The validation lie:
I want you to like me. I want everything I write to connect with every single person on the internet. I want a 5/5 rating every time. And that will kill me.
If you judge your success or view of yourself based on the feedback (or lack thereof) of others, you’ll never make it. Stop checking for feedback and do what you feel called to do. Whether you reach 1 person or 1 million, keeping your focus on God and whatever he is asking you to do is all that matters. Being tied to validation, attention, and numbers will be the biggest obstacle for you actually doing what you feel called to do.
The comparison cure:
I fully understand how destructive comparison and envy are, but I felt like I couldn’t stop. I wanted to be free from it. I didn’t know how.
I realized I struggle with comparison most when I am seeking God the least. Once I realize He is the only one that can lead me into a life that uniquely fires me up, no one else matters. A phrase I use often is “I send them love, Jesus I focus on you, use me, and do whatever you want to do”.
The hard is the only thing that can scrub off the mess:
Imagine a pot that has a bunch of grime and stuck food. You can try to wash it with a soft sponge but it won’t get the really disgusting stuff off. You need something gritty and hard to do that. Hard situations will bring up the grime that’s already there. A soft sponge feels nice, but it will also not get the crap off of you that is blocking you from receiving more. Words and works of influence most often come out of the trenches of pain because you can access places you couldn’t go before when you in the midst of it. It’s causing you to dig deeper because you have no other option and it’s the digging of the greater depths that gold is found.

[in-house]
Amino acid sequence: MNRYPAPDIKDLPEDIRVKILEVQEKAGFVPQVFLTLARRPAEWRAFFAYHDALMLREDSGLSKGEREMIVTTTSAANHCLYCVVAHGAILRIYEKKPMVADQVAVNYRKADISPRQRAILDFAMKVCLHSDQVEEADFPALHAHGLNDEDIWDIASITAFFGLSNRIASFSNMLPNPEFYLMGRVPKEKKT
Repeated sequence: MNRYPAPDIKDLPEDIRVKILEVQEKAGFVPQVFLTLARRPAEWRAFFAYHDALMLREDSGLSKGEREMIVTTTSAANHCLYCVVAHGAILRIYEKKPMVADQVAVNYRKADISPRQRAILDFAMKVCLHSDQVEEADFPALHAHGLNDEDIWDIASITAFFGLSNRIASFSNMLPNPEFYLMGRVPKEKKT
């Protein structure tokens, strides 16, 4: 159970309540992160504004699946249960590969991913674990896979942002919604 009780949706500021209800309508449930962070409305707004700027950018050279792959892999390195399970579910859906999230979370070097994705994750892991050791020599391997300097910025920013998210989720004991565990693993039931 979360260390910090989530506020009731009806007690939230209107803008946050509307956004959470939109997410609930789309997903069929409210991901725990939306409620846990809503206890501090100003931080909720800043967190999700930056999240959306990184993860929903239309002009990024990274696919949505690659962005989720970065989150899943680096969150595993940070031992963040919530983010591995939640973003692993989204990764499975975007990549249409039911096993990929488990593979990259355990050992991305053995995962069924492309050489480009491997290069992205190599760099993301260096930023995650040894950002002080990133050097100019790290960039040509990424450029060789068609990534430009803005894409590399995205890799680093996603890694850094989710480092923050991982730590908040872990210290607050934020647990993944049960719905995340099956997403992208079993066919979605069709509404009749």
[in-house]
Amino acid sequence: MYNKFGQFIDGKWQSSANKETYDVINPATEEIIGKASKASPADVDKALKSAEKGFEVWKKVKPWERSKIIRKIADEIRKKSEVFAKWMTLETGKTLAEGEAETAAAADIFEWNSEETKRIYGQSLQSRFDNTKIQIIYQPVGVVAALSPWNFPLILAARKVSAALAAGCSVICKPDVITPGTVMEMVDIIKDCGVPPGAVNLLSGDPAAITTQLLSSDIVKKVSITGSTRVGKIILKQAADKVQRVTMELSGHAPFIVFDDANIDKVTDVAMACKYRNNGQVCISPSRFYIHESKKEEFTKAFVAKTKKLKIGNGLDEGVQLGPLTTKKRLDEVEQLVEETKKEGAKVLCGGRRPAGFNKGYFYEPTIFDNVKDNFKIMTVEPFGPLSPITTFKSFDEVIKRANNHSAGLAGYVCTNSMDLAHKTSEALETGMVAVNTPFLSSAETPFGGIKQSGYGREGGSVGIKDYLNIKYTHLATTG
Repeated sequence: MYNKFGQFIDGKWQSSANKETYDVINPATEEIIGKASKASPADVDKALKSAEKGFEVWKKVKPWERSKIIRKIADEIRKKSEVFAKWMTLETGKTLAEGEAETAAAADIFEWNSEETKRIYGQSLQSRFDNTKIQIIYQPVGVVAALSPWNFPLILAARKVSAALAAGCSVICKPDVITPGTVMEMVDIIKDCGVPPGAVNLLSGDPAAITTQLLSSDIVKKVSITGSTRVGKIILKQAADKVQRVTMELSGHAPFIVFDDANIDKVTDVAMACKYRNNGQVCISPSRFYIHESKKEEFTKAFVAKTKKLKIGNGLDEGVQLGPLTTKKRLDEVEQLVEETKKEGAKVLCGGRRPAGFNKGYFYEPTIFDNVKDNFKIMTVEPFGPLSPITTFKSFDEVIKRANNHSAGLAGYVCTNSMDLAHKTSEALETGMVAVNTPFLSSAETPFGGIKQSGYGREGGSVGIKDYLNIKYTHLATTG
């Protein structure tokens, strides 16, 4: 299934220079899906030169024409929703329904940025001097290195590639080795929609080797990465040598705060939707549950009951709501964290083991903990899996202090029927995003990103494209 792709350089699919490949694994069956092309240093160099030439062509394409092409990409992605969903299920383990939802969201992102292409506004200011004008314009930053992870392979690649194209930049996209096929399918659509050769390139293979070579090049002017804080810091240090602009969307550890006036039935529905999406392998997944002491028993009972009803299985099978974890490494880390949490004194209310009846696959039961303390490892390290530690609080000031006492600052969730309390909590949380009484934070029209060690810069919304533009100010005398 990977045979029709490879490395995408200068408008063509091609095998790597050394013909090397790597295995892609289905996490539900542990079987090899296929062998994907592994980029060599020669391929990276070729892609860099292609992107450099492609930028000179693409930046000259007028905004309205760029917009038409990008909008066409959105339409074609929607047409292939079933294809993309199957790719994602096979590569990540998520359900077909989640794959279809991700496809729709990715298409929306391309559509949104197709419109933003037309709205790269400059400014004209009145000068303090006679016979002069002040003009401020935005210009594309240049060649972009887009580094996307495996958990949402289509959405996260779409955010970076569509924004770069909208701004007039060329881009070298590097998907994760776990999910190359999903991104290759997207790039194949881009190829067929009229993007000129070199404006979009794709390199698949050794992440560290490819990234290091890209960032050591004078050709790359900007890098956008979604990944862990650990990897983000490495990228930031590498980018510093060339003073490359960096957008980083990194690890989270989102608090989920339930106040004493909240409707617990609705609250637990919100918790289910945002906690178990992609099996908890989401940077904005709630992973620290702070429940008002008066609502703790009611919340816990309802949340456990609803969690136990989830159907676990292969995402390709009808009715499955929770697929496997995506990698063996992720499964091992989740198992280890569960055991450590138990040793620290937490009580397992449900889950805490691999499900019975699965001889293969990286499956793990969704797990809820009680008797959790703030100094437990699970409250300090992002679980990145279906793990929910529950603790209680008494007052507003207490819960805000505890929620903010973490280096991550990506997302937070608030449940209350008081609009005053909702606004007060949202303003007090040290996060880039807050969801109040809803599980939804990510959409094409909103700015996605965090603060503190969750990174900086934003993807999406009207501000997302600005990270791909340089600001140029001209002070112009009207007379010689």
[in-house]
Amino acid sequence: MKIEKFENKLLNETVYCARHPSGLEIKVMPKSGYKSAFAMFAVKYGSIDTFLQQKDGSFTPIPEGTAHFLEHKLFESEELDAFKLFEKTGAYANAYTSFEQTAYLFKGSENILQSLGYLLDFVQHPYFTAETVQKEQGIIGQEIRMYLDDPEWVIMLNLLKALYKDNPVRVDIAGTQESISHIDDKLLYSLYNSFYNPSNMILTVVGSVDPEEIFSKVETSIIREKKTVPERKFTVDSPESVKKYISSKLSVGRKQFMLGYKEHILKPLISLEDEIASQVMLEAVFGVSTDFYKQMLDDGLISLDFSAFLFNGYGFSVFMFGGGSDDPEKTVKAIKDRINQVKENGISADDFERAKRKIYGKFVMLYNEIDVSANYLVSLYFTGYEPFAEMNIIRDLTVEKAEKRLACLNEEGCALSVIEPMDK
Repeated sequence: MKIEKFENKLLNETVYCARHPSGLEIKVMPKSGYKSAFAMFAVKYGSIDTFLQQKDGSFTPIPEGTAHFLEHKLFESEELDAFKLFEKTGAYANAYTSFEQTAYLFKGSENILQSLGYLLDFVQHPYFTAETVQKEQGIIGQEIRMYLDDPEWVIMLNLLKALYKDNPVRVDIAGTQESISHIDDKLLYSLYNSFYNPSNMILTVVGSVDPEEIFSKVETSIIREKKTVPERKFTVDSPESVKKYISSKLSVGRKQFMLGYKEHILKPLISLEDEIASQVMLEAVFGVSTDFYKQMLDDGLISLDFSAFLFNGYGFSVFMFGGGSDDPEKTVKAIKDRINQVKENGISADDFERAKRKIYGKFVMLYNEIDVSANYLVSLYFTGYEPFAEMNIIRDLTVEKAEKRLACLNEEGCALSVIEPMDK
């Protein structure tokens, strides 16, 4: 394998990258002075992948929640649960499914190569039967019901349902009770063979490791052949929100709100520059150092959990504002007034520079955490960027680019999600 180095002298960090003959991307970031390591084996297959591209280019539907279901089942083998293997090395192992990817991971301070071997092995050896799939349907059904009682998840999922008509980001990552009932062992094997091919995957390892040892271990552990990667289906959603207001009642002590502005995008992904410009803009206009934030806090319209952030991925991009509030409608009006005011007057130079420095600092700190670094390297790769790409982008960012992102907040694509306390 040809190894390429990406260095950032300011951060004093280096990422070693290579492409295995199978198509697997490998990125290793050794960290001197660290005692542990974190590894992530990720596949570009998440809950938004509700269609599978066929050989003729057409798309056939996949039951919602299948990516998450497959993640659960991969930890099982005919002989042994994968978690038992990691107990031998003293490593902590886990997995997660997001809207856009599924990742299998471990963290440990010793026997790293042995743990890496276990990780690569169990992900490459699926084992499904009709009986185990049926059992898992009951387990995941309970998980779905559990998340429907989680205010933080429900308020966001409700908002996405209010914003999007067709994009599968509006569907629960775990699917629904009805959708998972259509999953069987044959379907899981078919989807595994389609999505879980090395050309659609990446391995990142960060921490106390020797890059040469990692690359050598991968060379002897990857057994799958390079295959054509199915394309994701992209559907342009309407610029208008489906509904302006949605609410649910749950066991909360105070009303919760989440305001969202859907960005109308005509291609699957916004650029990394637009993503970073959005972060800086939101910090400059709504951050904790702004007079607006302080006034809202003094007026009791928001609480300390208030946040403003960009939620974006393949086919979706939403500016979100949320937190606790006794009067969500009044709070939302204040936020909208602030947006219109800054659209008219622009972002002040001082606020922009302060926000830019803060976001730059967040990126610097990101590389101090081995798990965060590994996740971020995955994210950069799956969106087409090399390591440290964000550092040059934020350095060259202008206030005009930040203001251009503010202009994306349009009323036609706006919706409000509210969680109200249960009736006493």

Difficult times can get you places you would not have been able to go otherwise.
You need the ebbs to get the flows:
As much as I’d like to be ‘on’ each day, I have learned something that has changed everything. Instead of seeing those unplanned seasons of feeling unmotivated and depressed as bad, I now see those feelings as a signal to tune into stillness, rest, prayer, reading, and listening. Embracing the ebbs because I know they are part of the process. Life is meant to have lows. When you become okay with that, life gets a whole lot more peaceful.
Be fully ON and then fully OFF – don’t flat line
You want your heartbeat to go up and down up and down, you don’t want it to be flat-lined, then you would be dead. Most of us go through life just flatlined. Never fully ON and never fully OFF. I learned that I can’t be fully on, focused, and impactful if I never fully shut off. Checking social media, browsing the internet, texting, etc. does not allow you to shut fully off and recover. When I have an input shut down at 8:30pm and no inputs on Saturday Sabbath, I find when I go to write or get things done, I am 20x better at it.
Romanticize your life any chance you get:
Light a candle at dinner. Eat your meals outside in the sunshine. Pick some wildflowers on your daily walk. Create a curated playlist of your top feel-good songs, and dance to it daily. Spend some time close to water and just listen. Lay down and look at the beauty of the stars on a clear night. Just one time a day, pick something to completely shift your atmosphere.
Find of the Week
Colorado winter has been brutal on my skin. This overnight hydrating mask is my go-to.
My husband’s company apparel line has quickly become my favorite! Sustainably made with the best message to remember every day.